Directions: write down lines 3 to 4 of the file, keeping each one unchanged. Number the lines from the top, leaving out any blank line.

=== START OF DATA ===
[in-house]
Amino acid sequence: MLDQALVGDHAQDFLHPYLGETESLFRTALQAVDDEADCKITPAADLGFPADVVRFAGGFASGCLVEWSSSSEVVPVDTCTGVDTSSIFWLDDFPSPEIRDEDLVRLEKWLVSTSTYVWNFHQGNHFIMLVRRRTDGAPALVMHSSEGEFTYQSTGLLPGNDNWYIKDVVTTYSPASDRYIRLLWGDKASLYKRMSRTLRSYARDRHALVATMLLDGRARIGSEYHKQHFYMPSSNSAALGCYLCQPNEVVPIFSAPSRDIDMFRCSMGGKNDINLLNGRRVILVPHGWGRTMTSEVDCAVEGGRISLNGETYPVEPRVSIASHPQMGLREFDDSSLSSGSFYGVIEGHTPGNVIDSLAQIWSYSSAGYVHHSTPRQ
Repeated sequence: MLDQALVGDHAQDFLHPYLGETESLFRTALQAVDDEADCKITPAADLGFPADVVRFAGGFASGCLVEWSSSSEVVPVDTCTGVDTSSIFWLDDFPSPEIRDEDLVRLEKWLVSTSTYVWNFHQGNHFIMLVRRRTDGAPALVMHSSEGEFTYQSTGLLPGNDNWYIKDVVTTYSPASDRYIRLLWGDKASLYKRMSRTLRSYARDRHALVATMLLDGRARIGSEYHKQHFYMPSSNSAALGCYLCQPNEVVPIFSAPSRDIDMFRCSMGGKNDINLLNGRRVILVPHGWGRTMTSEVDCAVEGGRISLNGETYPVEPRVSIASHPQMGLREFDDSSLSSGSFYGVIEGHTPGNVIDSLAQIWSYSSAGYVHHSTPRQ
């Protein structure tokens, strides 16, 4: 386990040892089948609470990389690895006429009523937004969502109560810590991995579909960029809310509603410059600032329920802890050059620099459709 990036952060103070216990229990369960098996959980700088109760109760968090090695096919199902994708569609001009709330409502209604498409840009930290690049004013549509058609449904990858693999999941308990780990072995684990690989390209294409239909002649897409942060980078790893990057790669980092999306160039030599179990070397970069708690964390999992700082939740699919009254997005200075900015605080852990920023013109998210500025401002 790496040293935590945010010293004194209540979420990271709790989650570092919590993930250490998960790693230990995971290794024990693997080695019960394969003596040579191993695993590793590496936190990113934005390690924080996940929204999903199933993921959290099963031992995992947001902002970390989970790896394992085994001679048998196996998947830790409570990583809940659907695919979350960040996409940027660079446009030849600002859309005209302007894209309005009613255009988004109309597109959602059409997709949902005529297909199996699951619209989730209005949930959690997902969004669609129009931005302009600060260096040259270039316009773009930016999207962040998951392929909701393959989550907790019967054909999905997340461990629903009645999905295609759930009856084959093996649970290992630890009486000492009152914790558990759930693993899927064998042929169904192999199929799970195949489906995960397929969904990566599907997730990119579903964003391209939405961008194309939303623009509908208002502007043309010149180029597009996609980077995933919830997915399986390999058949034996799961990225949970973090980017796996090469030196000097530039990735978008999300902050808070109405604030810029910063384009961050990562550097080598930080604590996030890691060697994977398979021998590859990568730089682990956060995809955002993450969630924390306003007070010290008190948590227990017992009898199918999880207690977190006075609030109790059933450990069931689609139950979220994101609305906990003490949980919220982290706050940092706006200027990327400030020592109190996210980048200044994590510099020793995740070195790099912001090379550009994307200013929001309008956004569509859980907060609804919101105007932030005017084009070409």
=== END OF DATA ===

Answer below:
Repeated sequence: MLDQALVGDHAQDFLHPYLGETESLFRTALQAVDDEADCKITPAADLGFPADVVRFAGGFASGCLVEWSSSSEVVPVDTCTGVDTSSIFWLDDFPSPEIRDEDLVRLEKWLVSTSTYVWNFHQGNHFIMLVRRRTDGAPALVMHSSEGEFTYQSTGLLPGNDNWYIKDVVTTYSPASDRYIRLLWGDKASLYKRMSRTLRSYARDRHALVATMLLDGRARIGSEYHKQHFYMPSSNSAALGCYLCQPNEVVPIFSAPSRDIDMFRCSMGGKNDINLLNGRRVILVPHGWGRTMTSEVDCAVEGGRISLNGETYPVEPRVSIASHPQMGLREFDDSSLSSGSFYGVIEGHTPGNVIDSLAQIWSYSSAGYVHHSTPRQ
């Protein structure tokens, strides 16, 4: 386990040892089948609470990389690895006429009523937004969502109560810590991995579909960029809310509603410059600032329920802890050059620099459709 990036952060103070216990229990369960098996959980700088109760109760968090090695096919199902994708569609001009709330409502209604498409840009930290690049004013549509058609449904990858693999999941308990780990072995684990690989390209294409239909002649897409942060980078790893990057790669980092999306160039030599179990070397970069708690964390999992700082939740699919009254997005200075900015605080852990920023013109998210500025401002 790496040293935590945010010293004194209540979420990271709790989650570092919590993930250490998960790693230990995971290794024990693997080695019960394969003596040579191993695993590793590496936190990113934005390690924080996940929204999903199933993921959290099963031992995992947001902002970390989970790896394992085994001679048998196996998947830790409570990583809940659907695919979350960040996409940027660079446009030849600002859309005209302007894209309005009613255009988004109309597109959602059409997709949902005529297909199996699951619209989730209005949930959690997902969004669609129009931005302009600060260096040259270039316009773009930016999207962040998951392929909701393959989550907790019967054909999905997340461990629903009645999905295609759930009856084959093996649970290992630890009486000492009152914790558990759930693993899927064998042929169904192999199929799970195949489906995960397929969904990566599907997730990119579903964003391209939405961008194309939303623009509908208002502007043309010149180029597009996609980077995933919830997915399986390999058949034996799961990225949970973090980017796996090469030196000097530039990735978008999300902050808070109405604030810029910063384009961050990562550097080598930080604590996030890691060697994977398979021998590859990568730089682990956060995809955002993450969630924390306003007070010290008190948590227990017992009898199918999880207690977190006075609030109790059933450990069931689609139950979220994101609305906990003490949980919220982290706050940092706006200027990327400030020592109190996210980048200044994590510099020793995740070195790099912001090379550009994307200013929001309008956004569509859980907060609804919101105007932030005017084009070409």